The Smiling Strangler: Eddie Leonski

Stepping off the tram at the Beaconsfield Parade stop in Melbourne’s Albert Park, the fresh salty smell of the nearby ocean hit me. It was easy to locate the supermarket which now sits in place of the old shops and alcove were Ivy McLeod, aged 38, had sheltered from the cold whilst waiting for her tram on the fateful night she was killed.

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Ivy McLeod.

In the middle of World War Two the Australian government had imposed a brownout on Melbourne and other main Australian cities to reduce risk of attack from Japanese forces. American soldiers had arrived by the tens of thousands to help Australians fight in the south pacific. One of the soldiers, a young man named Eddie Leonski, sent to help protect, instead became a predator of Melbourne women, using the dimly lit streets of Melbourne’s brownout to help carry out his evil and twisted murders.

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Eddie Leonski.

After living in this city for over a year the earlier excitement I had when I first arrived in Melbourne had begun to dull, but on the tram ride to Beaconsfield Parade I felt a renewed appreciation. If it’s one thing I love about Melbourne, it is the many well preserved historical buildings. Few things endear me more to a place than visiting historical sites and exploring the areas history.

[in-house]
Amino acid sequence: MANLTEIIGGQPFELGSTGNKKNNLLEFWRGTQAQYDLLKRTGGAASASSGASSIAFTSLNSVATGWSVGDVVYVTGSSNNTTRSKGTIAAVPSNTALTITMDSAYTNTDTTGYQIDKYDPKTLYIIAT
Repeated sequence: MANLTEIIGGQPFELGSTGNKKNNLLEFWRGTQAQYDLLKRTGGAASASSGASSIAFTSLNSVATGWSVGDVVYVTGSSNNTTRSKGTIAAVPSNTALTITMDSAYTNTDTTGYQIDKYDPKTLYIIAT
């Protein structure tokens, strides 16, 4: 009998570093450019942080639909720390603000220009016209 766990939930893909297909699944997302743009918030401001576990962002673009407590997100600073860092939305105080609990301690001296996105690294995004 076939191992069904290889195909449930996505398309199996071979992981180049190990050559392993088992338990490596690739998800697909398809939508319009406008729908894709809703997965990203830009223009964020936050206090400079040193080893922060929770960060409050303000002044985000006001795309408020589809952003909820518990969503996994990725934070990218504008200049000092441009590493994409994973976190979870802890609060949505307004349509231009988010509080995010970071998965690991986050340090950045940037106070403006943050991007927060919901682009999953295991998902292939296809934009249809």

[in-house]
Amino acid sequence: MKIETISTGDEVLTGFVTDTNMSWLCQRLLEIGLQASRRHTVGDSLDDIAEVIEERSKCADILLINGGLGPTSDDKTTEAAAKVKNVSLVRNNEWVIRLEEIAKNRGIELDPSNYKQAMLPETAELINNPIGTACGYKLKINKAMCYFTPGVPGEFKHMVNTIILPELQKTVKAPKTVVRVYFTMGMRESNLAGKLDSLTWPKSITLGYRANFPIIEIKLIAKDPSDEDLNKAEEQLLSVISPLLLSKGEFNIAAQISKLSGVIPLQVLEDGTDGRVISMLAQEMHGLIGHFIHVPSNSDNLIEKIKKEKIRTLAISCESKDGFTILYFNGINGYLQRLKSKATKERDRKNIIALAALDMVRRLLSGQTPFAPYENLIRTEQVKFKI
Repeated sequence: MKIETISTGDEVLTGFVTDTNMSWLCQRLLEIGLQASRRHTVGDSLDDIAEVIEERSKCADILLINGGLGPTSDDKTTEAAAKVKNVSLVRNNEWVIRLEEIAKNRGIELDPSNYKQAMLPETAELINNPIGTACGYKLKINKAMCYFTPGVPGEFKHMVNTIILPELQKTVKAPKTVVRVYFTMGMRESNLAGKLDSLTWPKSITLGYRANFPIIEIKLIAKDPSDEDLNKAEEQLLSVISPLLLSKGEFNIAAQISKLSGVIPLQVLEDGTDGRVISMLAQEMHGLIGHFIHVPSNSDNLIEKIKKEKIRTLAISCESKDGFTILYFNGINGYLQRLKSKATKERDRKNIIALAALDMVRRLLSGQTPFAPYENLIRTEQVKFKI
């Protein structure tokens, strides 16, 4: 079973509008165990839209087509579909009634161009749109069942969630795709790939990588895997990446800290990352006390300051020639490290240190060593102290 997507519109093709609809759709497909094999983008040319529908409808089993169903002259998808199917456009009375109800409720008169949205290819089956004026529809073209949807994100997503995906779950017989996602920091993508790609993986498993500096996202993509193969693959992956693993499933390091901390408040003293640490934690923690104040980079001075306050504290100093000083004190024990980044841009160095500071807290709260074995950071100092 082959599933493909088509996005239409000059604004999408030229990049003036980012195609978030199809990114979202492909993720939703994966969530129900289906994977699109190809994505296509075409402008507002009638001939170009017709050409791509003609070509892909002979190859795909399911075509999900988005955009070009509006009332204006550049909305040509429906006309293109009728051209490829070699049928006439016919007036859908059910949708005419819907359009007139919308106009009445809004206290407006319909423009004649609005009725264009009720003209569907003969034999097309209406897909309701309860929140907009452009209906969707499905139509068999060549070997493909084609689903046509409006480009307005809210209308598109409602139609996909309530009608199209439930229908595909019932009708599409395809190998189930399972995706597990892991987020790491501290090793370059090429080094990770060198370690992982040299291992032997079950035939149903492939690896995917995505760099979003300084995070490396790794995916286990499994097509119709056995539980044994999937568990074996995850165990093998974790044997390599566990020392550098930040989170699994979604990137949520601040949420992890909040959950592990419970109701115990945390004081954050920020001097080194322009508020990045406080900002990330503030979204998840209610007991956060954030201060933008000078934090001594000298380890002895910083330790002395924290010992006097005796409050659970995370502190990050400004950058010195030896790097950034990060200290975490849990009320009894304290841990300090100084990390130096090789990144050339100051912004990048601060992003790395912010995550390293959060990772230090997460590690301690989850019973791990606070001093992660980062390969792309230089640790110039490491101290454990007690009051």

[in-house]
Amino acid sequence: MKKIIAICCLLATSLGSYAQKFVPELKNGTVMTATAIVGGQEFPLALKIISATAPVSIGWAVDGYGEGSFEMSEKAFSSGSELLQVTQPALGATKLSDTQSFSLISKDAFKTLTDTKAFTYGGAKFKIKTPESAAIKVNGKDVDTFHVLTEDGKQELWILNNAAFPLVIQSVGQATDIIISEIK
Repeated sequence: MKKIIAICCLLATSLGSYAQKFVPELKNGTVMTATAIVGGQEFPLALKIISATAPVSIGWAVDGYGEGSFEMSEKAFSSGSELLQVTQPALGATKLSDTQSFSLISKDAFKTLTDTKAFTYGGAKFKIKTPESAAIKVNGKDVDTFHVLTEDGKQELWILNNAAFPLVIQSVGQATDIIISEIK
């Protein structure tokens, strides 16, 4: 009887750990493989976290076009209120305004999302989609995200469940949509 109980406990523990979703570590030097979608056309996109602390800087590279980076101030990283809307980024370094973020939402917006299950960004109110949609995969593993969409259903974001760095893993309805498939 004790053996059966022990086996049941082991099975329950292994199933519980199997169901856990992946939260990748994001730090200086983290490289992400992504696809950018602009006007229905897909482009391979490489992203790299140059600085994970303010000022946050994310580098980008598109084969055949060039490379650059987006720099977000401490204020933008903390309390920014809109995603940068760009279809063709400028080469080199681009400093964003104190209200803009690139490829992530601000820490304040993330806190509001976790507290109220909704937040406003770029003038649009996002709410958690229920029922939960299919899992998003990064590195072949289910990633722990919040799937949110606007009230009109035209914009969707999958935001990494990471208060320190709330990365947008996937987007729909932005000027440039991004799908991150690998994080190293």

It was sad fate that Ivy made an impromptu visit to her boyfriend on the night of her murder, declined his offer to walk her to the normally safe tram stop, and then appeared to have missed her tram by only minutes due to it leaving early. Ivy had already been through hard times in her life before her murder, she had not heard from her estranged husband in 5 years and had also undergone a premature hysterectomy.

Beaconsfield Parade Tram stop, Albert Park. 2018.

Having drank first at the Victoria Hotel then the Bleak House hotel, (now in it’s place contemporary bar The Beach) American soldier Eddie Leonski was sitting on a low wall bordering the South Melbourne Beach and Beaconsfield Parade when he heard footsteps across the street and saw a woman, Ivy McLeod.

Eddie went over to join Ivy in the alcove in the pretence he was also seeking shelter. Once inside the alcove he almost immediately placed an arm across her shoulder, quickly bringing up the other arm to choke her. Ivy collapsed almost instantly, hitting her head which killed her. Eddie began to rearrange her body into lewd positions before being interrupted by a man coming out to inspect from a nearby block of flats.

The Hotel Victoria, Beaconsfield Parade, Albert Park. 2018.

Walking onto Beaconsfield Parade, I was able to find the Hotel Victoria quite quickly, a beautiful and well maintained historical building, across from the beach.

Beaconsfield Parade, South Melbourne Beach. 2018.(Across the street is the area were Ivy sheltered in the alcove and the tram stop.)

Returning to Victoria Avenue, after standing outside the supermarket entrance (as if it were the alcove) which attracted a rather bemused look from the store owner, I caught the tram back to the city and from Elizabeth Street made my way down Collins Street towards Collins Place, the former site of the Astoria Hotel, now an international shopping complex.

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Pauline Thompson.

Eddie’s next victim, the attractive 31 year old Pauline Thompson, who also went by the name Coral, had moved to Melbourne to pursue her career as an entertainer, while her husband stayed behind in Bendigo to wait for a work transfer. Believing herself to have been stood up by a young male friend (who was running late) Pauline decided to join the friendly, young and handsome Eddie for drinks after he approached her at the Hospitality Club on Elizabeth Street.